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Marine Ecology Progress Series

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MEPS 275:219-230 (2004)  -  doi:10.3354/meps275219

Digestive enzyme profiles of spiny lobster Jasus edwardsii phyllosoma larvae

Danielle Johnston1,4,*, Arthur Ritar2, Craig Thomas2, Andrew Jeffs3

1School of Aquaculture, Tasmanian Aquaculture and Fisheries Institute, University of Tasmania, Locked Bag 1-370, Launceston, Tasmania 7250, Australia
2Marine Research Laboratories, Tasmanian Aquaculture and Fisheries Institute, University of Tasmania, Nubeena Crescent, Taroona, Tasmania 7053, Australia
3National Institute of Water and Atmospheric Research, PO Box 109 695, Newmarket, Auckland, New Zealand
4Present address: WA Marine Research Laboratories, PO Box 20, North Beach, Western Australia 6020, Australia

ABSTRACT: Digestive enzyme activities of cultured (Stage I to VI) and wild (Stage V to XI) phyllosoma larvae of the spiny lobster Jasus edwardsii were investigated over progressive stages of development to provide an indication of their digestive capabilities and nutritional requirements and to help identify the characteristics of their natural prey. Protease, trypsin, amylase, α-glucosidase, chitinase and lipase were detected in all cultured and wild specimens, suggesting phyllosoma can readily digest dietary protein, lipid and carbohydrate, including chitin at all stages of development. Protease and lipase activities were considerably higher than amylase and α-glucosidase, indicating that dietary protein and lipid is more important than carbohydrate and thus suggests a carnivorous diet. Total digestive enzyme activities (Units larva-1, units defined as the amount of enzyme that catalysed the release of 1 µmole of product per minute) increased significantly with larval development, reflecting the considerable increase in digestive capacity that is required to meet the metabolic requirements of increasing larval body mass. Relatively constant specific enzyme activity (Units mg-1) in cultured larvae fed the same diet suggests that specific activity variations evident in wild larvae may reflect changes in natural diet or feeding abilities. A large increase in protease, trypsin and amylase specific activity between wild phyllosoma Stages VI and VII may be driven by an increase in food availability or processing efficiency that precedes a large increase in phyllosoma size. Enzyme profiles for both cultured and wild J. edwardsii phyllosoma suggest that spiny lobster phyllosoma are capable of digesting a wide range of zooplankton prey, but they make best use of dietary items that are high in protein and lipid.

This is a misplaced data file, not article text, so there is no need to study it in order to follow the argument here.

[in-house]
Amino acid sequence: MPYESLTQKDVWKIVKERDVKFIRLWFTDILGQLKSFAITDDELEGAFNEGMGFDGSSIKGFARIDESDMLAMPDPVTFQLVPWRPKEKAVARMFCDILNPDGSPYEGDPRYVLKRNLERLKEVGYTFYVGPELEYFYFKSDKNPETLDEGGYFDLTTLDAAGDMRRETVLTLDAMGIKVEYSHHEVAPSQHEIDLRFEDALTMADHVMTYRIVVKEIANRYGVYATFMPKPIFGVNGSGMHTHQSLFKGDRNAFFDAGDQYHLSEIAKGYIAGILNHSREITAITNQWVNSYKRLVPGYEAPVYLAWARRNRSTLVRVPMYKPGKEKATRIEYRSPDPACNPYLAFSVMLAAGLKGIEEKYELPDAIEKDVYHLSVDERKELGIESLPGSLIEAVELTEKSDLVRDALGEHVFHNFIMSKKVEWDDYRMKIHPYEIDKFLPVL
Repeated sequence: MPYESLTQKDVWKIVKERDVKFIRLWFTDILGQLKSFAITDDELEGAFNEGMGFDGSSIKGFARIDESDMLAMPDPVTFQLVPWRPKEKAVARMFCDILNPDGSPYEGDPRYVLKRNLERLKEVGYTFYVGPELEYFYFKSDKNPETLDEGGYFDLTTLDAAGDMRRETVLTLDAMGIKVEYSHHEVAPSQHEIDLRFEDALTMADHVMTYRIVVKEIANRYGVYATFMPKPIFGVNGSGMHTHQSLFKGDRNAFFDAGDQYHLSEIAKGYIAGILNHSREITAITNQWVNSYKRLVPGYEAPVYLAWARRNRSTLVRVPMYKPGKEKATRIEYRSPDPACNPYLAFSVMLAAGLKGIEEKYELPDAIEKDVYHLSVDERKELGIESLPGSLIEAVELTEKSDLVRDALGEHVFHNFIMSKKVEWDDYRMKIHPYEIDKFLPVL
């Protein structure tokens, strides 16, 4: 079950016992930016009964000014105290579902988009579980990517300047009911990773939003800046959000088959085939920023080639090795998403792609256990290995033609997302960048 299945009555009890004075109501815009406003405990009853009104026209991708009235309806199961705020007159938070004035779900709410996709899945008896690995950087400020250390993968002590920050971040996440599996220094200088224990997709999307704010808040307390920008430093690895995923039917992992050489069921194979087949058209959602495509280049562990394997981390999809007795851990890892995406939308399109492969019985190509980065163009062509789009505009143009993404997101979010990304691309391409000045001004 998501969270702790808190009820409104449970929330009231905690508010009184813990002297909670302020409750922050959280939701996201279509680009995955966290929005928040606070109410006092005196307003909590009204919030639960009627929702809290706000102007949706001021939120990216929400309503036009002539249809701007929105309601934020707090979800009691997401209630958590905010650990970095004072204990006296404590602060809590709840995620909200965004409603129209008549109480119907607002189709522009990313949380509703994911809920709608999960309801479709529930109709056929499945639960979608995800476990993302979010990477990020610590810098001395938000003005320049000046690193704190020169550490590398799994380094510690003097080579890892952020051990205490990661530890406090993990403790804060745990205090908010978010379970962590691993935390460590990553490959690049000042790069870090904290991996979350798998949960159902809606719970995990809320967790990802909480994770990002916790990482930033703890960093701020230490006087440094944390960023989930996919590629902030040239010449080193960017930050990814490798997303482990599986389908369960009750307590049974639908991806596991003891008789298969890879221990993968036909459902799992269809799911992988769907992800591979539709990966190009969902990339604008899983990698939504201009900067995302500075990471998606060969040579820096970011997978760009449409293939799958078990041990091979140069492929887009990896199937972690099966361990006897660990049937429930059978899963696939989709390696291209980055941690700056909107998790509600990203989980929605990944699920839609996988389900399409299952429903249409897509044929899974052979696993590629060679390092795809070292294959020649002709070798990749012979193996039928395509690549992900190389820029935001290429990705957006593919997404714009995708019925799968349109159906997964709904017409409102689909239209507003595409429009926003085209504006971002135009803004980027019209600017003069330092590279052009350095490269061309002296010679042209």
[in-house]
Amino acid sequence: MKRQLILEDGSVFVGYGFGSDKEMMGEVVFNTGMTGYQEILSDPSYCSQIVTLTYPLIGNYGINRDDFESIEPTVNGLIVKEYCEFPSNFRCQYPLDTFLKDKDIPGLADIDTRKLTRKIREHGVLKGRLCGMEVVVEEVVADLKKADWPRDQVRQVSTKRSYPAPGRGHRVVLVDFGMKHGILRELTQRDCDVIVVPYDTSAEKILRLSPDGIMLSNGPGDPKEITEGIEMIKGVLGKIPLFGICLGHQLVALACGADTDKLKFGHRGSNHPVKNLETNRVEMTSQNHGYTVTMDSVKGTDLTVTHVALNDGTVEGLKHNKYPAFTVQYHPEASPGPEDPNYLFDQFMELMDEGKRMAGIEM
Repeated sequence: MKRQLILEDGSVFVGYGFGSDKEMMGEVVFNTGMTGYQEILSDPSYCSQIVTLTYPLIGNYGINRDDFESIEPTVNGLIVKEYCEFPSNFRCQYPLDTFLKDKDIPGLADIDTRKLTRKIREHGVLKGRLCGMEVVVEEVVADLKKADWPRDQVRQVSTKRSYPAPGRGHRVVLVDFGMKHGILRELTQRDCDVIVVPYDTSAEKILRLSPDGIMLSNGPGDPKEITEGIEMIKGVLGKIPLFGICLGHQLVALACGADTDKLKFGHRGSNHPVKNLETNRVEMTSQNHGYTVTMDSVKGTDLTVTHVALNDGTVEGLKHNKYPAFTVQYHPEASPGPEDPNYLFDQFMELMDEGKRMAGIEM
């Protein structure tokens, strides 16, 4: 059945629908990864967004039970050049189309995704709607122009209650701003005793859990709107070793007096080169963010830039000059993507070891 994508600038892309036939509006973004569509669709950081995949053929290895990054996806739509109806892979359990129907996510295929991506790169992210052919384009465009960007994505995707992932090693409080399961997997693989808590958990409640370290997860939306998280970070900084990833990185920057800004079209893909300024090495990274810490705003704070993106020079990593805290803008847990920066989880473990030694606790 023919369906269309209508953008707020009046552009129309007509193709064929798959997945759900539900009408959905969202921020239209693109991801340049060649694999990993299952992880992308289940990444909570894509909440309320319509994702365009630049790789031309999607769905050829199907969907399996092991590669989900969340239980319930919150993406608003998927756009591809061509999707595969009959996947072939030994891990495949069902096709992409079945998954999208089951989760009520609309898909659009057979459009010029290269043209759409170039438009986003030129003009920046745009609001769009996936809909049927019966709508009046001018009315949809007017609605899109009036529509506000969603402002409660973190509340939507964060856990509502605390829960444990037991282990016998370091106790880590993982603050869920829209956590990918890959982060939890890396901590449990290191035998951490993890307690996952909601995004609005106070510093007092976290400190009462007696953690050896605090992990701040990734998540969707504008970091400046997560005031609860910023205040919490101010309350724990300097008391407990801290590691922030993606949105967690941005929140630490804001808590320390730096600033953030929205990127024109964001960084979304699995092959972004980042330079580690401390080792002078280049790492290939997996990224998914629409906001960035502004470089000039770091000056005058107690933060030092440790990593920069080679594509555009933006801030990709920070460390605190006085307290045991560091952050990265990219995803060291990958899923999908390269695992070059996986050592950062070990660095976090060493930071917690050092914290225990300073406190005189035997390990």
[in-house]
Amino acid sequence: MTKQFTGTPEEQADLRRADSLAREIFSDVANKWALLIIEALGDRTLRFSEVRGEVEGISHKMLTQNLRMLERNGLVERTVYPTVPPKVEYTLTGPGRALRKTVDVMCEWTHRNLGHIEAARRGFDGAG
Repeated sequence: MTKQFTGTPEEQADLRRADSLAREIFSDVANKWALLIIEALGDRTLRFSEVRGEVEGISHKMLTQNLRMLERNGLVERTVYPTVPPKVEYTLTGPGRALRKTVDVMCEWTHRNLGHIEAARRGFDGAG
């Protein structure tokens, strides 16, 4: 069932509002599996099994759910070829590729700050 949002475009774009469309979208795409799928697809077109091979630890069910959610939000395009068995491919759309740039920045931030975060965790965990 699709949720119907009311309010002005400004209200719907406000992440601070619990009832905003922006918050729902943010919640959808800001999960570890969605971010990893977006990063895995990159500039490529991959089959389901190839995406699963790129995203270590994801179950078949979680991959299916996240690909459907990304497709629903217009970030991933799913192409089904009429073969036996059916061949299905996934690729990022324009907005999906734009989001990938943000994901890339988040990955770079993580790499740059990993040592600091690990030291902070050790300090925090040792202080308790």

KEY WORDS: Spiny lobster · Phyllosoma · Larvae · Digestive enzymes · Diet · Ontogeny · Nutrition

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